The Bible
George Bernard Shaw

   

   But the Bible is not sufficient. The real Bible of modern Europe is the whole body of great literature in which the inspiration and revelation of Hebrew Scripture has been continued to the present day. Nietzsche's Thus Spake Zoroaster is less comforting to the ill and unhappy than the Psalms; but it is much truer, subtler, and more edifying. The pleasure we get from the rhetoric of the book of Job and its tragic picture of a bewildered soul cannot disguise the ignoble irrelevance of the retort of God with which it closes, or supply the need of such modern revelations as Shelley's Prometheus or The Niblung's Ring of Richard Wagner. There is nothing in the Bible greater in inspiration than Beethoven's ninth symphony; and the power of modern music to convey that inspiration to a modern man is far greater than that of Elizabethan English, which is, except for people steeped in the Bible from childhood like Sir Walter Scott and Ruskin, a dead language.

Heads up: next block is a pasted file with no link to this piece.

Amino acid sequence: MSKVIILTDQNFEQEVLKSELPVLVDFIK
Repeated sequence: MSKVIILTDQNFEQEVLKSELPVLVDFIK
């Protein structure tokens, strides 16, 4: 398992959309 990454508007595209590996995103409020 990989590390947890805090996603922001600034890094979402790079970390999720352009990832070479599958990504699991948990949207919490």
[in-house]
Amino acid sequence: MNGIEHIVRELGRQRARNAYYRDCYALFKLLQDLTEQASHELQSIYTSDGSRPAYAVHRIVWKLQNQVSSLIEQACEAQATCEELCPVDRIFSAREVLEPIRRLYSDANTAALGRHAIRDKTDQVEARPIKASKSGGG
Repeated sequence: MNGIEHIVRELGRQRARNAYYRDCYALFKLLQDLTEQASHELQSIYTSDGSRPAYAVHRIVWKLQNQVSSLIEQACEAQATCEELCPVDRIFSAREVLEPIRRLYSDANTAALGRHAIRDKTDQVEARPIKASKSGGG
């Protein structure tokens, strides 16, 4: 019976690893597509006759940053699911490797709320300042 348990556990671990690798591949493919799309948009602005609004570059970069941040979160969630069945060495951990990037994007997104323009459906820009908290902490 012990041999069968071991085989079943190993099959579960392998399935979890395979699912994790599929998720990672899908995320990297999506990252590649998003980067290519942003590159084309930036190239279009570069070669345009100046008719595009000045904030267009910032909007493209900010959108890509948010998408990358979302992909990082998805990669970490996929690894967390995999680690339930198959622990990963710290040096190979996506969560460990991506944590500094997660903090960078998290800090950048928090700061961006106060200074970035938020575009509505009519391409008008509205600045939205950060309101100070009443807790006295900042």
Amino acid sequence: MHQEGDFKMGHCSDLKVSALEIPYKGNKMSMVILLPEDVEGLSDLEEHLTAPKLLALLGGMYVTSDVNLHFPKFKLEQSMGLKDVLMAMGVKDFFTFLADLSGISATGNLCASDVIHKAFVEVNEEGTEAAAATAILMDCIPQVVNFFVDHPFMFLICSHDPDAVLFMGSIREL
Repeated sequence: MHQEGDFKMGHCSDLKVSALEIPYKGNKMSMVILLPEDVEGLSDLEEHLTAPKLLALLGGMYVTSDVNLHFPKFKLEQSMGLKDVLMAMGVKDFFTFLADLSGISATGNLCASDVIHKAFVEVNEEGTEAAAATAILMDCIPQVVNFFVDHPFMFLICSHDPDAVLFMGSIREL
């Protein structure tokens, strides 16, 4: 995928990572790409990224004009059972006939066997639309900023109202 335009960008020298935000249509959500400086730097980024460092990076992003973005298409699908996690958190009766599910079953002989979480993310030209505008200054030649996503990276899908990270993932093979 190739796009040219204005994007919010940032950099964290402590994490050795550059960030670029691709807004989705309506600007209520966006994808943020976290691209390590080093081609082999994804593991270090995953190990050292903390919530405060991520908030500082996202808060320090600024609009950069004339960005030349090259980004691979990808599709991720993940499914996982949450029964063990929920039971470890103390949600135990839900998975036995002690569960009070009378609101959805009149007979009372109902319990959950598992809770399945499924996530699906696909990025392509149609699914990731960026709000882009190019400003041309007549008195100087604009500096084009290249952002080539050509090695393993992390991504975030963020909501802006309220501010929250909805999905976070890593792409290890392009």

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esides, many who have no ear for literature or for music are accessible to architecture, to pictures, to statues, to dresses, and to the arts of the stage. Every device of art should be brought to bear on the young; so that they may discover some form of it that delights them naturally; for there will come to all of them that period between dawning adolescence and full maturity when the pleasures and emotions of art will have to satisfy cravings which, if starved or insulted, may become morbid and seek disgraceful satisfactions, and, if prematurely gratified otherwise than poetically, may destroy the stamina of the race. And it must be borne in mind that the most dangerous art for this necessary purpose is the art that presents itself as religious ecstasy. Young people are ripe for love long before they are ripe for religion. Only a very foolish person would substitute the Imitation of Christ for Treasure Island as a present for a boy or girl, or for Byron's Don Juan as a present for a swain or lass. Pickwick is the safest saint for us in our nonage. Flaubert's Temptation of St Anthony is an excellent book for a man of fifty, perhaps the best within reach as a healthy study of visionary ecstasy; but for the purposes of a boy of fifteen Ivanhoe and the Templar make a much better saint and devil. And the boy of fifteen will find this out for himself if he is allowed to wander in a well-stocked literary garden, and hear bands and see pictures and spend his pennies on cinematograph shows. His choice may often be rather disgusting to his elders when they want him to choose the best before he is ready for it. The greatest Protestant Manifesto ever written, as far as I know, is Houston Chamberlain's Foundations of the Nineteenth Century: everybody capable of it should read it. Probably the History of Maria Monk is at the opposite extreme of merit (this is a guess: I have never read it); but it is certain that a boy let loose in a library would go for Maria Monk and have no use whatever for Mr Chamberlain. I should probably have read Maria Monk myself if I had not had the Arabian Nights and their like to occupy me better. In art, children, like adults, will find their level if they are left free to find it, and not restricted to what adults think good for them. Just at present our young people are going mad over ragtimes, apparently because syncopated rhythms are new to them. If they had learnt what can be done with syncopation from Beethoven's third Leonora overture, they would enjoy the ragtimes all the more; but they would put them in their proper place as amusing vulgarities.


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